• What's up with essentially young men checking themselves into the hospital for a presumed case of the flu?

    Michael Jackson did it.  Brad Pitt's just done it.  There
    have been others in the past only I can't bring 'em to mind just now,
    but still . . . they're there.  IIRC female entertainers are also
    given to a hospital stay for what's ostensibly the flu.

    I've had the flu before, and been pretty darn sick, too, but didn't
    feel the need to go to the hospital.  Young 'uns and old 'uns,
    okay, but these are men in their 30's or thereabouts, for pity's


  • We signed Dmitry up for Eagle Academy, though it didn't work out precisely as we'd hoped.

    He has to repeat 8th grade.  The woman who conducted the interview
    asked if he'd been promoted to 9th by TCS and when it transpired he
    hadn't, that was the end of that.  He'll be in with the middle
    schoolers, not the high schoolers.  They try to keep them as
    separate as possible in a smallish facility.

    Dmitry was clearly disappointed, but agreed. 

    Since he'll be in with the middle schoolers, his school day lasts until
    3:00 p.m., not 1:30.  He again looked disappointed, but cheered
    himself up by observing it's still better than 3:30.

    This year they're going to institute a dress code. 

    Poor Dmitry!  Not only did he lose the eagerly-anticipated 1:30
    dismissal, but also the "no uniform" angle.  Fortunately, though,
    it's a 'dress code', not a uniform, with several options given for the
    colors of the pants, as well as shirts (though the latter must have a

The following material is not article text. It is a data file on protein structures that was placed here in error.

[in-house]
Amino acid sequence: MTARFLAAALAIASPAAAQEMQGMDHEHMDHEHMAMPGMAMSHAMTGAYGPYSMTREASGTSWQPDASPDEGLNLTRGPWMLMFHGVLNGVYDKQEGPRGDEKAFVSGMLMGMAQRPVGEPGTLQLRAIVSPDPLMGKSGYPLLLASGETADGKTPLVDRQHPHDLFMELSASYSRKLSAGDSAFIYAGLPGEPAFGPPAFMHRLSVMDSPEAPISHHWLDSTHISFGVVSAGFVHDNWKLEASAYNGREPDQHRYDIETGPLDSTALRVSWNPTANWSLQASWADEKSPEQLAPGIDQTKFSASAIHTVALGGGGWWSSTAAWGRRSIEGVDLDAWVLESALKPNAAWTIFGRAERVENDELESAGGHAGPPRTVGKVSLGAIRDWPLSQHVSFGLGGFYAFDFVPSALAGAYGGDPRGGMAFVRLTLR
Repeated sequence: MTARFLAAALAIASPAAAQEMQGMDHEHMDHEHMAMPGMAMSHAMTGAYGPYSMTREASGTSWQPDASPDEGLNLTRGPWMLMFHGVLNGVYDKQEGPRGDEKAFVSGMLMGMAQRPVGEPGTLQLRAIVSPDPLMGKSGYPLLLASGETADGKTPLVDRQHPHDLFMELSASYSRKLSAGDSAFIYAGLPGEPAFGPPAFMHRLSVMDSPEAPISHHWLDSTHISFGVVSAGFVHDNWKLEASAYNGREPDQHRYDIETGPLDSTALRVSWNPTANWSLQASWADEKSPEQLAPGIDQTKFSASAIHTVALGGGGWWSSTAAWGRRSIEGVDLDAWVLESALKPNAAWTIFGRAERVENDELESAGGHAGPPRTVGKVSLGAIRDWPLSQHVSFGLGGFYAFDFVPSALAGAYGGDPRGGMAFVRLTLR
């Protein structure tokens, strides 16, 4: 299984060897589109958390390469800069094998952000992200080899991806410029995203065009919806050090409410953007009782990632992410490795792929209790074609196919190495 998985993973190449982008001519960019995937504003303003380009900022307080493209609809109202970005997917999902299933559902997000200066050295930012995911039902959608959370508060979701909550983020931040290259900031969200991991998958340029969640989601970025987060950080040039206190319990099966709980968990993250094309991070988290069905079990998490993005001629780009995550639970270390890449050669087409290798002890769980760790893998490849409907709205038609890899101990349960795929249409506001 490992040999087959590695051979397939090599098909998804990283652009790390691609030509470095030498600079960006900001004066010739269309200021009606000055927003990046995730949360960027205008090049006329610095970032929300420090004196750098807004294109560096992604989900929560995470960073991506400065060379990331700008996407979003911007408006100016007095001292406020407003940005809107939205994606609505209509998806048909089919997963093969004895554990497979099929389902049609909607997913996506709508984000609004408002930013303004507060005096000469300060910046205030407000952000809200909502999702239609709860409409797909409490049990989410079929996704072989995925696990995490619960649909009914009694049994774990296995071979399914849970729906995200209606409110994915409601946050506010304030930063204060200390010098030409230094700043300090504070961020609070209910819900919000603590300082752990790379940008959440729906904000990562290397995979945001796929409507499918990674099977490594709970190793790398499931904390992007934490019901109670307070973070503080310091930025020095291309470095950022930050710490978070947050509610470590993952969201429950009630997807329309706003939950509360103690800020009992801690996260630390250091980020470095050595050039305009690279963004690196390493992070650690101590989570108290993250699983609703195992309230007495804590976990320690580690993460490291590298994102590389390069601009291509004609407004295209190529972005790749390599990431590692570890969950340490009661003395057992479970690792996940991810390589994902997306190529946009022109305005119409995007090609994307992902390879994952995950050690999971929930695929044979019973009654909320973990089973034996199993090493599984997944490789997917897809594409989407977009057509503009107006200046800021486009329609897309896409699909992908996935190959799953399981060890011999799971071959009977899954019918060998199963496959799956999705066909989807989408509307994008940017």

collar).  He can wear his beloved sandals, though, which helped a
    good bit.  Plus he can decorate his cubicle as he pleases (within
    the limits of suitability).

    And they've also changed from the work-at-your-own-pace-on-the-computer
    format, instead opting for subject packs with a syllabus saying what
    work has to be completed by what date.

    BION, the woman giving the interview said they discovered if kids are
    told they can work at their own pace, they mostly don't work at all.  So scratch that.

    Gee, who'da thunkit? 

  • Tell you what, a difficult word to define for someone not born here is "kitsch."

    Go ahead.  Have a crack at it.  Sans dictionary!  You'll find it's hard.

    Dmitry and I were talking while in the car about pink plastic yard
    flamingos, for which I have an inexplicable fondness, and he inquired
    as to why there aren't in in our yard.

    Because, I responded, your papa dislikes kitsch of all types.

    "Kitsch?  What's that?"

    Um.  Uh.  Well . . .

    It mostly tends to be defined by example:  the aforementioned
    flamingos;  garden gnomes;  those Felix-the-cat clocks with
    the eyes going back and forth; and the Kitsch Example Par Excellence . . . paintings on velvet (with extra points for the subject involving Elvis). 

    I wonder what Russian kitsch would be?  Perhaps matrushka dolls of the Beatles or something like that?

    Do other societies even have kitsch, or is it pretty much an American thing?